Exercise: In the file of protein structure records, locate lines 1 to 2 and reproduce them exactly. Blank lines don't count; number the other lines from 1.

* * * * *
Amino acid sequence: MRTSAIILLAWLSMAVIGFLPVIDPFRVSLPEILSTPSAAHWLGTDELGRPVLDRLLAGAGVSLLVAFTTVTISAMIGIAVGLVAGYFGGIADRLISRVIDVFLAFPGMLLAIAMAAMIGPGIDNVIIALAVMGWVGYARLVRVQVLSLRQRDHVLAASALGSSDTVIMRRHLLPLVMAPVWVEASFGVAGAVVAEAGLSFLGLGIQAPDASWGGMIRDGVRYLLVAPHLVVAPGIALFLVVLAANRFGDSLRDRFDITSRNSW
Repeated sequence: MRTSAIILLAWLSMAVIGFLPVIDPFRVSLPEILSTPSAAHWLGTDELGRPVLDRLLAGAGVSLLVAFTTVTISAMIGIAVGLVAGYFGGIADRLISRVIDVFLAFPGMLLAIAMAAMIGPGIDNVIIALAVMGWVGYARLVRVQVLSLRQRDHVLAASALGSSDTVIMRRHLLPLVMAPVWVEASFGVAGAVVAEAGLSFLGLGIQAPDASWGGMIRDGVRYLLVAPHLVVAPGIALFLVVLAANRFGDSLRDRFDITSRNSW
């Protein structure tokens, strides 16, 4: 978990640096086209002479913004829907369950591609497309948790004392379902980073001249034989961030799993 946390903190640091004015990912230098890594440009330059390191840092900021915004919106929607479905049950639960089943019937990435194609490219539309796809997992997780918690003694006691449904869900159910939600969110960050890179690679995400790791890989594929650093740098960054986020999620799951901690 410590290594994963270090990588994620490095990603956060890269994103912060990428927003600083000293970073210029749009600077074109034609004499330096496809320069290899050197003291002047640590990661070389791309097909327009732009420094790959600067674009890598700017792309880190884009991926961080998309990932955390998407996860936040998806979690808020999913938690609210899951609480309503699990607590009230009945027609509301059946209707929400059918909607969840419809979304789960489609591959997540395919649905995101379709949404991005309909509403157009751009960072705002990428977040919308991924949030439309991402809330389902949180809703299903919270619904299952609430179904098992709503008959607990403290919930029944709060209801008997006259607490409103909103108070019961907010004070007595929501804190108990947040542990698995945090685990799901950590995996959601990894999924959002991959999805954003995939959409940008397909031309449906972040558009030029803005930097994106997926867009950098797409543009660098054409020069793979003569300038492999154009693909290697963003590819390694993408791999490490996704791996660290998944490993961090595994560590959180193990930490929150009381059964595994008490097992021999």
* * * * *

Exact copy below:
Amino acid sequence: MRTSAIILLAWLSMAVIGFLPVIDPFRVSLPEILSTPSAAHWLGTDELGRPVLDRLLAGAGVSLLVAFTTVTISAMIGIAVGLVAGYFGGIADRLISRVIDVFLAFPGMLLAIAMAAMIGPGIDNVIIALAVMGWVGYARLVRVQVLSLRQRDHVLAASALGSSDTVIMRRHLLPLVMAPVWVEASFGVAGAVVAEAGLSFLGLGIQAPDASWGGMIRDGVRYLLVAPHLVVAPGIALFLVVLAANRFGDSLRDRFDITSRNSW
Repeated sequence: MRTSAIILLAWLSMAVIGFLPVIDPFRVSLPEILSTPSAAHWLGTDELGRPVLDRLLAGAGVSLLVAFTTVTISAMIGIAVGLVAGYFGGIADRLISRVIDVFLAFPGMLLAIAMAAMIGPGIDNVIIALAVMGWVGYARLVRVQVLSLRQRDHVLAASALGSSDTVIMRRHLLPLVMAPVWVEASFGVAGAVVAEAGLSFLGLGIQAPDASWGGMIRDGVRYLLVAPHLVVAPGIALFLVVLAANRFGDSLRDRFDITSRNSW